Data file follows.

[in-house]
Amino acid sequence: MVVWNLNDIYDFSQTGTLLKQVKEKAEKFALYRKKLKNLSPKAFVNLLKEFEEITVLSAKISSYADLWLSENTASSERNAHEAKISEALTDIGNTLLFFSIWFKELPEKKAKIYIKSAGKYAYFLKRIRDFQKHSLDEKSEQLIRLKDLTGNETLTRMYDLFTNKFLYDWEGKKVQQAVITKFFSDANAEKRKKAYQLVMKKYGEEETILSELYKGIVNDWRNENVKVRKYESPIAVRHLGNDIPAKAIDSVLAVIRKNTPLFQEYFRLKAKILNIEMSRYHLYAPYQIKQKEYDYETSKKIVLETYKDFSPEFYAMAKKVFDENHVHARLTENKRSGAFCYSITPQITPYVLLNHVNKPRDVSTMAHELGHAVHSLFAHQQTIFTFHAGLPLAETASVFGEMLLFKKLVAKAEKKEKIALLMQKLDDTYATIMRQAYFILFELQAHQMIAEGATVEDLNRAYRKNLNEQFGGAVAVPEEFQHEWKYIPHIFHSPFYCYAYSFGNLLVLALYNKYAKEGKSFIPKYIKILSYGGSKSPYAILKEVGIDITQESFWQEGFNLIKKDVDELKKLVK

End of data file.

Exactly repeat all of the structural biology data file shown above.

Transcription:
[in-house]
Amino acid sequence: MVVWNLNDIYDFSQTGTLLKQVKEKAEKFALYRKKLKNLSPKAFVNLLKEFEEITVLSAKISSYADLWLSENTASSERNAHEAKISEALTDIGNTLLFFSIWFKELPEKKAKIYIKSAGKYAYFLKRIRDFQKHSLDEKSEQLIRLKDLTGNETLTRMYDLFTNKFLYDWEGKKVQQAVITKFFSDANAEKRKKAYQLVMKKYGEEETILSELYKGIVNDWRNENVKVRKYESPIAVRHLGNDIPAKAIDSVLAVIRKNTPLFQEYFRLKAKILNIEMSRYHLYAPYQIKQKEYDYETSKKIVLETYKDFSPEFYAMAKKVFDENHVHARLTENKRSGAFCYSITPQITPYVLLNHVNKPRDVSTMAHELGHAVHSLFAHQQTIFTFHAGLPLAETASVFGEMLLFKKLVAKAEKKEKIALLMQKLDDTYATIMRQAYFILFELQAHQMIAEGATVEDLNRAYRKNLNEQFGGAVAVPEEFQHEWKYIPHIFHSPFYCYAYSFGNLLVLALYNKYAKEGKSFIPKYIKILSYGGSKSPYAILKEVGIDITQESFWQEGFNLIKKDVDELKKLVK